A faculty member from West Virginia Wesleyan College (WVWC) is featured on the cover of the fall issue of The Neuron magazine. The accompanying article articulates the ways in which Dr. Tracey DeLaney, an assistant professor of physics and engineering, is dedicated to challenging students at WVWC to explore the unknown.

Dr. Tracey DeLaney stands with the radio telescope she built at WVWC.

DeLaney is also part of West Virginia’s current five-year, $20 million National Science Foundation EPSCoR Research Infrastructure Improvement (RII) grant.  As part of the project, she is involved in the Pulsar Search Collaboratory that trains college and high school students to search through data from the Green Bank Telescope for signals from new pulsars.

The West Virginia Higher Education Policy Commission’s Division of Science and Research produces The Neuron, a quarterly publication which features science and research news primarily from the state’s colleges and universities.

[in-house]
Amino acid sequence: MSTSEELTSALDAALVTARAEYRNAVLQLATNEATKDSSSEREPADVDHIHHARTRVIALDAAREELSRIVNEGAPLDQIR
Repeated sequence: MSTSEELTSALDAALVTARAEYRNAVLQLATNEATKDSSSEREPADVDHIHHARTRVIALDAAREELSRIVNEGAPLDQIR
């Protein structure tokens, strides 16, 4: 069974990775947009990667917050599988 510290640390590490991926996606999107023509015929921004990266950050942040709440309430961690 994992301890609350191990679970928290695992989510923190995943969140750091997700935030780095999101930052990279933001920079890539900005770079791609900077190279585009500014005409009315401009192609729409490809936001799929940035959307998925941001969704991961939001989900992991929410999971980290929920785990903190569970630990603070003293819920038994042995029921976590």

DeLaney is known for reaching out – not only to the students at WVWC but also to the community through experiences she coordinates like planetarium shows and educational events in local parks.

“Sometimes it’s hard for people to understand the types of job opportunities – and really cool science stories – that are out there just waiting for them to discover,” she said. “I like to think I have a part in making it all a little more accessible.”

Copies of the magazine are available as well as a free subscription for future issues. Contact the Division of Science and Research at 304-558-4128 or info@wvresearch.org for more information. An online version is available at wvresearch.org.

Publication of the Neuron is supported with a grant from the National Science Foundation.

The Division of Science and Research administers these state –level scientific research grants in the state in addition to directing the EPSCoR program in West Virginia. The division provides strategic leadership for infrastructure advancement and development of competitive research opportunities in the Science, Technology, Engineering and Math (STEM) disciplines.